I prepare three versions and hope I'm not tongue-tied when asked. If a bottle of wine is involved, I give the long version....

Thursday, February 10, 2011

Truth or Dare...

I have a few friends who love the chain emails where you fill out lists of questions that ask: what you're reading; what you'd take to a desert island; what job you'd hold if you already had a million dollars...  Then there are similar lists on social networking sites - even the professional ones - that are awfully similar when it comes down to it.

Most of us fill the emails out (if we participate at all depending on the friend, the list and the hairiness of the day...) with a few flip remarks designed to make others laugh.  We fill the questions on the social media sites very seriously - thinking through answers designed to impress those who might take the time to read our profile. In short, we cater to an audience.

There is nothing wrong with that. Absolutely nothing. It's just that sometimes, blogging late at night, I wonder what we'd put if we thought no one was looking. What might we say that may not impress but might reveal? I may very well be reading The No Asshole Rule (thanks Taavi) but I am also reading a book of fantasy stories - and that's the one you'd find in my purse.

We are trained to impress. However, deeper connections with your community come from a revealing moment. So when it is appropriate to do one over the other? Have you thought it through? Talked it through with a mentor?

Revealing can be impressive in and of itself...

Tuesday, February 8, 2011

Is the gender differences debate largely an excuse?

There always seems to be a lot of articles on why there is a gender gap... why women and men think differently... why we react differently, etc. The debate between nature and nuture - how we are wired vs. how we are socialized - rages on.

I know that uncovering the root of a mystery, helps us towards a resolution. Finding a cure comes from seeking the cause. Correcting a behaviour is tied to pinpointing the source motivation.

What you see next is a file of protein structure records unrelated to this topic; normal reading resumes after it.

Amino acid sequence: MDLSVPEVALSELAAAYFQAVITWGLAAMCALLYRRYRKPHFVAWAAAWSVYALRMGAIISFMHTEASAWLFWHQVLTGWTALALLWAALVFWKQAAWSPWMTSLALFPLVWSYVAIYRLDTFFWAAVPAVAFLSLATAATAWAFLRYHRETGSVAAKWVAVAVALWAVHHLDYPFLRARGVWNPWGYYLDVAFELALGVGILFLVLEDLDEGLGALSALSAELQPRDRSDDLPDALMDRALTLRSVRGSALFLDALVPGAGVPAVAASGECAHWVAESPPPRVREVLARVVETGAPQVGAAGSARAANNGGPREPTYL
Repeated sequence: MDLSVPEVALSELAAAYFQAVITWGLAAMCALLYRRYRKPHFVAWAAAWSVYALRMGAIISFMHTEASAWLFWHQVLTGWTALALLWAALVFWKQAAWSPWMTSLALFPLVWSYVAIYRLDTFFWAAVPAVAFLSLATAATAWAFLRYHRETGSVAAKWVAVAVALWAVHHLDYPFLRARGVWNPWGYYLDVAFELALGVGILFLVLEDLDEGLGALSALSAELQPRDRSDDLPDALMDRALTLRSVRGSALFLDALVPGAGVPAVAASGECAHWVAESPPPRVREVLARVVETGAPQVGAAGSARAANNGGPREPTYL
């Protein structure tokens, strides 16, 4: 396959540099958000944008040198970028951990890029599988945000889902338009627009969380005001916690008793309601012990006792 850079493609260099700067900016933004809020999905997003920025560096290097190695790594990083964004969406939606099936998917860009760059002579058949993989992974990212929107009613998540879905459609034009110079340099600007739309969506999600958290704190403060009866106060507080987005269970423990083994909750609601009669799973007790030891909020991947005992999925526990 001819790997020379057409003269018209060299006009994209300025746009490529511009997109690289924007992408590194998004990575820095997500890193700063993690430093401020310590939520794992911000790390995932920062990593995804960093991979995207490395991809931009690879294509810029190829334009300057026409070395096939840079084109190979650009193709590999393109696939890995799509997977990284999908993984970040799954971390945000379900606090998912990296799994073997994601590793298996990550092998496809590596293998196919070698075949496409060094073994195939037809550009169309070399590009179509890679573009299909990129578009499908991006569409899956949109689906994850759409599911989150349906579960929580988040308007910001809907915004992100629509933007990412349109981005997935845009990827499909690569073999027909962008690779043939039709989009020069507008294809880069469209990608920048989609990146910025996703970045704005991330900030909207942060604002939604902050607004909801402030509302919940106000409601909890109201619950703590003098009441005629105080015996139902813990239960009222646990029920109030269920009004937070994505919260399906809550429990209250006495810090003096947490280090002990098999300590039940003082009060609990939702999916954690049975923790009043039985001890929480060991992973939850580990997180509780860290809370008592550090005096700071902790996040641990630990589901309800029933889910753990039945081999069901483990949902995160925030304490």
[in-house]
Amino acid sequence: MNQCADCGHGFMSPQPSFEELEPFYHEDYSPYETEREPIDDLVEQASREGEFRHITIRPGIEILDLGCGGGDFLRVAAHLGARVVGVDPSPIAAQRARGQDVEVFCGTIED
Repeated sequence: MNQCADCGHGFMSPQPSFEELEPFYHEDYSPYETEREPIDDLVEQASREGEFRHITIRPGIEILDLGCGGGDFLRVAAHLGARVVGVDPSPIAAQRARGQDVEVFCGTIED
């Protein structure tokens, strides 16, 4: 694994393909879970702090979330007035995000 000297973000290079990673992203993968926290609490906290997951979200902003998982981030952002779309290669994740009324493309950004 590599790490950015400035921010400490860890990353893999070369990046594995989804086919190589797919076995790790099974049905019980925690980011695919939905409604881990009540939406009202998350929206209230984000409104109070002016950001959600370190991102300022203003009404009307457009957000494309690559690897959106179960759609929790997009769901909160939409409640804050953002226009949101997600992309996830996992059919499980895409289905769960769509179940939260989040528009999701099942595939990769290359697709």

But sometimes we can just start fixing and changing. While I'm just as fascinated with why as anyone else, it starts to feel like the research is an excuse to stall (how can we change a generation's thinking) or shrug in defeat (we're just wired that way).

Do we really need to know in order to see more women considered for top executive positions? Do we need to prove we can all get along to see a better mix on boards? Does our wiring matter when it comes to protecting the battered?

Colour should not matter. Race should not matter. Age should not matter. Gender should not matter. We need everyone's skills and all points of view to solve the big issues like poverty, peace and hunger.

Get over it, as my kid says. The debate is one piece of the puzzle... do more than debate; be an agent of change.

Thursday, February 3, 2011

Where to go for mentoring tips?

I was asked to pull together a monthly digest of all the sites, blogs, articles and videos (etc.) that have caught my eye each month on the topic of mentoring.

Of course, no one mentioned that they read this blog... LOL

I realised that much of my inspiration comes from conversations and emails with you.

I am not about to put folks' email addresses and say "Go forth and converse!" though it would be an interesting approach.

I did do a few hours of internet searching - found lots of sites selling me their course, listing the Top Ten Tips (which all look the same and don't really help), or talking about mentoring "youth"... because of course the rest of us are too over the hill to learn or need a community? ha!

So where are you going for inspiration on mentoring as either a mentor or mentoree? Who do you go to? How often? What inspires your conversations? What helps you become a better mentor/mentoree?

Tuesday, February 1, 2011

Gathering around the 'story fire'

The storytelling session I described has left me with some wonderful musings around leadership.

One I've been thinking about how to use better is: If the campfire is the oldest "story fire" we know, how can we use the concept of townhalls and conferences to share and/or create stronger stories around the issues driving us to gather in the first place?

In this age of matrixed teams and consensus, it's harder to define leadership. So how can we use story to influence? And how does that story create a point of influence that allows one to influence a decision or been seen as the compelling voice?

A great discussion to have with my mentor and mentorees?